210629-A-ZN169-030.jpgBy Robert Timmons, Fort Jackson Public Affairs

Col. Kent G. Solheim took command of the Lightning Brigade from Col Eric Flesch during a change of command ceremony at Victory Field June 29.

“It is my distinct honor to preside over today’s ceremony and to share this special day with two dedicated officers,” said Brig. Gen. Patrick R. Michaelis, Fort Jackson commander, during the ceremony. He presided over the ceremony that saw Flesch pass the unit colors to Michaelis, who then handed them to Solheim. “Today’s passing of the colors represents the age old tradition of the transfer of the mantle of command, a turning of the page.”

The passing of the colors also signifies the “welcoming of an exciting command team,” he said.

“Col. Kent and Trina (Solheim) are the right command team to assume the mantle of leadership today,” Michaelis said welcoming the Solheim Family. The new commander’s “range of experiences give him the broad skills needed to lead the Lightning Brigade … He has served and sacrificed at the forward edge of freedom.”

Fort Jackson’s 52nd Commanding General said Solheim’s tenure here “will be challenging and it will be broadening.”

Solheim, who enlisted as a Cavalry Scout in 1994, is the “exact right person” to hand the reins of command, Michaelis said.

“What you will discover once again, is that when things are going right, they will lead you as much as you lead them,” Michaelis said. “And when that happens the Lightning Brigade becomes unstoppable.”

Solheim, who has had multiple operational assignments since graduating from Officer Candidate School in 1999, including numerous deployments with Special Operations Forces including as detachment commander in the 3rd Special Forces Groups’ Crisis Response Force. His most recent assignment was as the Military Assistant to the Distinguished Chair of the Combating Terrorism Center, Ambassador Michael Sheehan.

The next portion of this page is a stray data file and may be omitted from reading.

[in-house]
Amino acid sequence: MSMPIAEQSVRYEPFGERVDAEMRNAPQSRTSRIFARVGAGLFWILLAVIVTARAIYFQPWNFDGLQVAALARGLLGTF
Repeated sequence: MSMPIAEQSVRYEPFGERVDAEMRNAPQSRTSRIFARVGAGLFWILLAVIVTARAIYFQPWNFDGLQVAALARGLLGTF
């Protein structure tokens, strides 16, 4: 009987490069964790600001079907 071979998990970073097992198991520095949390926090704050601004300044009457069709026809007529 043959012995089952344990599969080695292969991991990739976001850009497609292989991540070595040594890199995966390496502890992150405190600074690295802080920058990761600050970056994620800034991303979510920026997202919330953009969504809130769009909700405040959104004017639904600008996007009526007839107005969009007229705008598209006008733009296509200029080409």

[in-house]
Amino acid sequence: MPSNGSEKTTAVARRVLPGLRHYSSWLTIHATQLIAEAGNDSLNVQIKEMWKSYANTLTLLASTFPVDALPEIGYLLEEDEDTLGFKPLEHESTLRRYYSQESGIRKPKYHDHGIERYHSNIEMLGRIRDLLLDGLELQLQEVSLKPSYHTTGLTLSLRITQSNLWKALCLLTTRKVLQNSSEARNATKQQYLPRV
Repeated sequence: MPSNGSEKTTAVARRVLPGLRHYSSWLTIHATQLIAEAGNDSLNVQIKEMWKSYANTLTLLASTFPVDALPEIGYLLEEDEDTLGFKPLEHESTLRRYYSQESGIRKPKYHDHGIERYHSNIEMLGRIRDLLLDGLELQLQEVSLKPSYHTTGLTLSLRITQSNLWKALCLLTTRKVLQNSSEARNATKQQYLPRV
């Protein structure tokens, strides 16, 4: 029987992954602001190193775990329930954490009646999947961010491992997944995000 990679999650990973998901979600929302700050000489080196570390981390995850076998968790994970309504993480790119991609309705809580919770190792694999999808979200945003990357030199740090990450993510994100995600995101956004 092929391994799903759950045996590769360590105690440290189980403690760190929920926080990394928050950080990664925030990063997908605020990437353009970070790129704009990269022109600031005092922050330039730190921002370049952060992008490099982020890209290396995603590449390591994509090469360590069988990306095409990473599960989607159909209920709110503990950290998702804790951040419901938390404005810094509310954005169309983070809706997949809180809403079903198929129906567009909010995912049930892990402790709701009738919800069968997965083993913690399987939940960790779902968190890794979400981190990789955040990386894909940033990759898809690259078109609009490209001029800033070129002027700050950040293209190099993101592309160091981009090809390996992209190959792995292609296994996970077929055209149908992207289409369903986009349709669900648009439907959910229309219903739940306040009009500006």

“Kent now commands under 1,000 cadre, and on any given day, this team leads anywhere from 4,000 to 7,000 trainees 24/7 except for a short break over the winter holidays,” Flesch said in his farewell speech.

Michaelis lauded Flesch for a “masterful performance by someone who has the knack to take difficult tasks and quickly make them easy for his Soldiers to execute.”

The mission of changing civilians into Soldiers was different over the past year as the pandemic affected how training could be accomplished.

“Our leaders said we had a new enemy and we were at war,” Flesch said. “While many stopped working, or others worked from home, you can’t quite do that for basic training. We had to fight that enemy head on, and we had to continue the mission … Many in this team have been at war before, but this was different. Just by being in the fight, they were exposed – they exposed themselves but many times their Family too. This enemy was attacking the home front at the same time – some teammates even losing Family and friends.”

Solheim thanked Michaelis and Flesch for their kind words.

Flesch is a “tough guy to follow,” Solheim said. “You know, battalion commander, G3, brigade commander – he’s got it figured out. You have left a legacy the general as already spoke about … You have lead this formation through the most challenging of times. All my respect to you, and all of my best wishes to you on your future assignment.”

Solheim also spoke of the professionalism he notices from unit cadre in action as he toured the brigade footprint with Command Sgt. Maj. Roberto Guadarrama, the 165th’s senior enlisted leader. The noticed a trainee having difficulty going over a high obstacle and the company first sergeant and unit cadre helping her through “what was a personal crucible for her.” They witnessed what he expected to “be a defining moment in that Soldier’s life.”

He said it gave him perspective because it happens every single day on Fort Jackson.

To view the ceremony in its entirety visit: https://www.facebook.com/165InfantryBrigade/videos/334016244840244